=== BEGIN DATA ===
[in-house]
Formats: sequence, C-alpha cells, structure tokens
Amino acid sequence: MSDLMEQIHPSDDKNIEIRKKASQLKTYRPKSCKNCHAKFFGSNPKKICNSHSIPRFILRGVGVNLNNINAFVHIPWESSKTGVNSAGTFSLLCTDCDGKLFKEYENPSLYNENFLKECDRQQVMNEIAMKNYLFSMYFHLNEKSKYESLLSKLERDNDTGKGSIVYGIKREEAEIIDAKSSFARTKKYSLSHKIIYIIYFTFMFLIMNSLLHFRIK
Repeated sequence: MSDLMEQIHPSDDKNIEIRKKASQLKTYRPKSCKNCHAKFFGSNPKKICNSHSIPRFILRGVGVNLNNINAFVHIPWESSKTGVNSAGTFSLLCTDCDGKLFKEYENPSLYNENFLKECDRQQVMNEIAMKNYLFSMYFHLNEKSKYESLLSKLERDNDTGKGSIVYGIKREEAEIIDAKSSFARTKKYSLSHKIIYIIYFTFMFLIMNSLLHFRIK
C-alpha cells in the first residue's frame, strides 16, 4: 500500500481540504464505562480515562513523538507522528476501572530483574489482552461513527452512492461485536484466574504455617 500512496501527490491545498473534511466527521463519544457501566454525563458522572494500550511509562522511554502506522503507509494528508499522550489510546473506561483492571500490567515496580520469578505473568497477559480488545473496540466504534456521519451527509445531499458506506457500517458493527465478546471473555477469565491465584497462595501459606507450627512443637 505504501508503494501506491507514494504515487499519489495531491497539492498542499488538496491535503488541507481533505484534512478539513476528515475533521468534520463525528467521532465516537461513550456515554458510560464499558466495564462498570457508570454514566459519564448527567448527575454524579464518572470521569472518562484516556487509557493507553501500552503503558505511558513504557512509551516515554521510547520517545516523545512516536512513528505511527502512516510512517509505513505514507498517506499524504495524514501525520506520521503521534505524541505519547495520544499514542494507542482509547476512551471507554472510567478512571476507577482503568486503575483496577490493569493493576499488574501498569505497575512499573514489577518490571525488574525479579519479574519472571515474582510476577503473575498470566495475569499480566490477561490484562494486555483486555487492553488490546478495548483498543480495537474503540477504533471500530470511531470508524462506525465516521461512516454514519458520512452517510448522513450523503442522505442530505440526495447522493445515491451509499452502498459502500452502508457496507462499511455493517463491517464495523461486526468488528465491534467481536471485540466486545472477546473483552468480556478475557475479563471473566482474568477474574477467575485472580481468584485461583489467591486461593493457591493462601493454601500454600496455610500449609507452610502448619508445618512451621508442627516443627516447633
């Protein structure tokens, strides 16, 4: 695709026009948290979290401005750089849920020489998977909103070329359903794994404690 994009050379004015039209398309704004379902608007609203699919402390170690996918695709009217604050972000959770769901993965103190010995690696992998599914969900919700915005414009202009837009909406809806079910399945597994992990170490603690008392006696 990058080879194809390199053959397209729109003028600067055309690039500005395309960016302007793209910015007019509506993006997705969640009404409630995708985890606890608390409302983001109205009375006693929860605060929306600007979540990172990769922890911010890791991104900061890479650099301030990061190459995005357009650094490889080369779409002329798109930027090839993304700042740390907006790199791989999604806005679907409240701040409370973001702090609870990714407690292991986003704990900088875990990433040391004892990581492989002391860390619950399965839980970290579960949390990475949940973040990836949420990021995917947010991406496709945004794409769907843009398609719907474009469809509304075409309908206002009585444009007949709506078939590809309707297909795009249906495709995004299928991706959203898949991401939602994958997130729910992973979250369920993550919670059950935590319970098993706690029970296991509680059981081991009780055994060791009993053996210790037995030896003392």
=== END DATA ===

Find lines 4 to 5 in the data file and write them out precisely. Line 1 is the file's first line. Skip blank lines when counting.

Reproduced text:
Repeated sequence: MSDLMEQIHPSDDKNIEIRKKASQLKTYRPKSCKNCHAKFFGSNPKKICNSHSIPRFILRGVGVNLNNINAFVHIPWESSKTGVNSAGTFSLLCTDCDGKLFKEYENPSLYNENFLKECDRQQVMNEIAMKNYLFSMYFHLNEKSKYESLLSKLERDNDTGKGSIVYGIKREEAEIIDAKSSFARTKKYSLSHKIIYIIYFTFMFLIMNSLLHFRIK
C-alpha cells in the first residue's frame, strides 16, 4: 500500500481540504464505562480515562513523538507522528476501572530483574489482552461513527452512492461485536484466574504455617 500512496501527490491545498473534511466527521463519544457501566454525563458522572494500550511509562522511554502506522503507509494528508499522550489510546473506561483492571500490567515496580520469578505473568497477559480488545473496540466504534456521519451527509445531499458506506457500517458493527465478546471473555477469565491465584497462595501459606507450627512443637 505504501508503494501506491507514494504515487499519489495531491497539492498542499488538496491535503488541507481533505484534512478539513476528515475533521468534520463525528467521532465516537461513550456515554458510560464499558466495564462498570457508570454514566459519564448527567448527575454524579464518572470521569472518562484516556487509557493507553501500552503503558505511558513504557512509551516515554521510547520517545516523545512516536512513528505511527502512516510512517509505513505514507498517506499524504495524514501525520506520521503521534505524541505519547495520544499514542494507542482509547476512551471507554472510567478512571476507577482503568486503575483496577490493569493493576499488574501498569505497575512499573514489577518490571525488574525479579519479574519472571515474582510476577503473575498470566495475569499480566490477561490484562494486555483486555487492553488490546478495548483498543480495537474503540477504533471500530470511531470508524462506525465516521461512516454514519458520512452517510448522513450523503442522505442530505440526495447522493445515491451509499452502498459502500452502508457496507462499511455493517463491517464495523461486526468488528465491534467481536471485540466486545472477546473483552468480556478475557475479563471473566482474568477474574477467575485472580481468584485461583489467591486461593493457591493462601493454601500454600496455610500449609507452610502448619508445618512451621508442627516443627516447633